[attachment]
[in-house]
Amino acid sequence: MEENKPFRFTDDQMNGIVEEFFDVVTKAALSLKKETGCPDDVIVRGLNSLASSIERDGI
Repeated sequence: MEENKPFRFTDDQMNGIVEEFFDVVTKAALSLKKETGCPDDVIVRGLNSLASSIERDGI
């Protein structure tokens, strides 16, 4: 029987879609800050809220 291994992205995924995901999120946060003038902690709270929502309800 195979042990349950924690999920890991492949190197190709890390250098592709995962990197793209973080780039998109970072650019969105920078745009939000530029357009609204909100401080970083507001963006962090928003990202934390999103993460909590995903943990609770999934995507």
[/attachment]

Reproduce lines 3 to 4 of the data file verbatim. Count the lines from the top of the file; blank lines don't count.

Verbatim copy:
Repeated sequence: MEENKPFRFTDDQMNGIVEEFFDVVTKAALSLKKETGCPDDVIVRGLNSLASSIERDGI
């Protein structure tokens, strides 16, 4: 029987879609800050809220 291994992205995924995901999120946060003038902690709270929502309800 195979042990349950924690999920890991492949190197190709890390250098592709995962990197793209973080780039998109970072650019969105920078745009939000530029357009609204909100401080970083507001963006962090928003990202934390999103993460909590995903943990609770999934995507």